The point of departure for this exhibition is Fourteen Stations for Oswald (1990), a series of evocative drawings by Herménégilde Chiasson found in the permanent collection of the Owens Art Gallery. In 1990, Gérald LeBlanc wrote a poetic essay about this work that concluded, “Herménégilde Chiasson proposes/sensible dreams/of an elsewhere forever present.” Moving out from this idea, the exhibition explores the ways in which historical, popular, and familial stories intersect in the work of four Acadian artists. While the question of identity is clearly present in these works, it is not rigidly defined or reduced to simple nationalist stereotypes. Of equal importance is the notion of repetition as an aesthetic gesture and its relationship to time and memory.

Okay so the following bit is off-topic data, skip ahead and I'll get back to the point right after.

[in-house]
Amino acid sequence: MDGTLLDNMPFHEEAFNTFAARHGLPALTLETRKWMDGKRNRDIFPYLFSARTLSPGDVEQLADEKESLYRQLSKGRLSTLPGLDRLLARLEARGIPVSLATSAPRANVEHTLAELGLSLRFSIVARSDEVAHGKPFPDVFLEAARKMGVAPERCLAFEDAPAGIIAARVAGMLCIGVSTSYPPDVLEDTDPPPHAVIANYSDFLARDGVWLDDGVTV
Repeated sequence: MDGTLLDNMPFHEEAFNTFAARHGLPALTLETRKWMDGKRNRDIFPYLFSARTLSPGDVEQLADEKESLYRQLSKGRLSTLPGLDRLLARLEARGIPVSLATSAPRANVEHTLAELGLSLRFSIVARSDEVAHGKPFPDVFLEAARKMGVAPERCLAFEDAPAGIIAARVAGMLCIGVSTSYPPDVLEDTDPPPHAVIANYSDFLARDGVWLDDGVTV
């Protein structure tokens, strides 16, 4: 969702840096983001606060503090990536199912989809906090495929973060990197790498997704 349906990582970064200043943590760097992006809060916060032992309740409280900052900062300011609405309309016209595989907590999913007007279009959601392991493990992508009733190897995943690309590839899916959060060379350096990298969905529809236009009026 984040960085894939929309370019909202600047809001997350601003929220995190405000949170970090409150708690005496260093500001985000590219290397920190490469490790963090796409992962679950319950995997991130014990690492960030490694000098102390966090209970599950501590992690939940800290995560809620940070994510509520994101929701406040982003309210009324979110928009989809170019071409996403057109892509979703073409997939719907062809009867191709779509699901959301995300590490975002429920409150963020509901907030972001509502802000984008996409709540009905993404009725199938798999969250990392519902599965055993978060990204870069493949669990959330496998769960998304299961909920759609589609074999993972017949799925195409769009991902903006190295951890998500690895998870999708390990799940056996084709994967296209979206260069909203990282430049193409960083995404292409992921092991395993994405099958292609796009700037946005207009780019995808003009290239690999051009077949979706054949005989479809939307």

The exhibition is accompanied by an Occasional Paper featuring an essay by writer and independent curator Elise Anne LaPlante.

This exhibition was organized in conjunction with the Congrès acadien mondial 2019.